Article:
Pots of blue and lilac primulas
I have a habit these days of trying to catch up with garden magazines over a cup of tea in bed on a Sunday morning. This morning, for the first time in years, I had a copy of the Gardeners World magazine to read. I have shunned the magazine as being full of the basics and instead have chosen to read other horticultural magazines such as the English Garden and Gardens Illustrated but over the last 6 months or so I have found myself flicking through them looking for something to engage with; they are full of amazing gardens but with little of the horticultural detail I have sought. I think my struggle to find the right sort of horticultural literature is indicative of the changes in my approach to my garden and horticulture which has crept up on me over the last year.
For some years now I have charged around the country visiting gardens, attending shows, talks and workshops many of which have featured on this blog. I have been lucky in receiving invitations to all sorts of events; helped, albeit briefly, build a Cheslea show garden; exhibited plants in shows, including RHS shows; had posts published on a national newspaper website; had a regular monthly slot on the local BBC radio gardening programme; been paid for a number of years to write a weekly blog on gardening; and recently had the blog mentioned in Women’s Weekly. I have enjoyed it all but now looking back I wonder how I managed to find the energy and I know deep down inside that whilst I have been charging around doing all of this there has been a little voice in my head expressing concern and a dis-satisfaction at the standard of my own garden.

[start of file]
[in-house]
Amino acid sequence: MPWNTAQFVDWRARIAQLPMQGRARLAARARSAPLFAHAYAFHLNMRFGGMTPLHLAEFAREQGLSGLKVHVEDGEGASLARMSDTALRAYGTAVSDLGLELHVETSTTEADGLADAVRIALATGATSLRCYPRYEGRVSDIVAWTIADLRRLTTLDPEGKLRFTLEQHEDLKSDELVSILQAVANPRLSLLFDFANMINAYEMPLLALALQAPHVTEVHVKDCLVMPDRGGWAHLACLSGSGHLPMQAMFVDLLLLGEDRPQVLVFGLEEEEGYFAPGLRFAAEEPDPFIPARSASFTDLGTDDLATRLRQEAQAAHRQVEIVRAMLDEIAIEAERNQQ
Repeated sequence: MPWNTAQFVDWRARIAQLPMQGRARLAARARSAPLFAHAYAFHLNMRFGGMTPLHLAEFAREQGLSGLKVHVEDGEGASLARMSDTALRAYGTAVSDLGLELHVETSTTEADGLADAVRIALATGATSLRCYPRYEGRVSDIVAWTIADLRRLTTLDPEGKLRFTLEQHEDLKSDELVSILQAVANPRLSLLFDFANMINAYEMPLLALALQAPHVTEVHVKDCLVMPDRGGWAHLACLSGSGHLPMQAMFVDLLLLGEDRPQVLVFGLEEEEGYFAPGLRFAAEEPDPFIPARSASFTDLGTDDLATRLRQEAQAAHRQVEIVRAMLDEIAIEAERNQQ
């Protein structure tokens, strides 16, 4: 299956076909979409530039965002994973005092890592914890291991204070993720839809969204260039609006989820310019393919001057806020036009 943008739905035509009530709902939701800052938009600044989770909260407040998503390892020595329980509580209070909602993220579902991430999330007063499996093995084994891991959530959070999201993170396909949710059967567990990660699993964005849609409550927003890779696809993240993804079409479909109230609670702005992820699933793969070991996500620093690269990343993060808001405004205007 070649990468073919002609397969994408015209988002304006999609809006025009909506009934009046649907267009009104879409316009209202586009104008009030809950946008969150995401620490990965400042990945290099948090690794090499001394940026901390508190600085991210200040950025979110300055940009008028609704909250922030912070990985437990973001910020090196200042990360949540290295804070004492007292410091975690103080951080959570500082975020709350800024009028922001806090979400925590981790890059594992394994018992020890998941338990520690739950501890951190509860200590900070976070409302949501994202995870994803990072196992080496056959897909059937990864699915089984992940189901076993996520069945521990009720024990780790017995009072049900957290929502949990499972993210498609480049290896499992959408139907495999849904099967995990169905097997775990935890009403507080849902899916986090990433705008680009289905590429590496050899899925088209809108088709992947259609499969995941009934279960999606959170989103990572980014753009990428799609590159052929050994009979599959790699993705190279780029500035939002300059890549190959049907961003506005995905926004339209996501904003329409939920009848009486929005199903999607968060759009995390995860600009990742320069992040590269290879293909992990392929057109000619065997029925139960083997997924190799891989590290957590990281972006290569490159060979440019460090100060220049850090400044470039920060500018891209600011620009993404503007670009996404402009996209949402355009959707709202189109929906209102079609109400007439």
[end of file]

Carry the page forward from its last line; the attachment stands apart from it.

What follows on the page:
I know now that the energy came from a lack of fulfilment in my previous role at work. It was not stretching me mentally and I seemed to have a lot of nervous energy and had seriously started to wonder if I was hyperactive. Having my role change at work drastically, particularly over the last 6 months, has made me understand that I’m not hyperactive I was just bored. I now have a challenging and demanding role which I am loving, although the learning curve is rather steep, which means that at the end of the day and particularly the end of the working week I am mentally wrung out and this is clearly being reflected in my approach to this blog and gardening. I have said before that I don’t want to spend much time on social media any more and it’s because I don’t want any more stimulation as I don’t always sleep well. So since Christmas I have made a conscious effort to avoid social media apart from in small doses and I try to make that early evening and it seems to have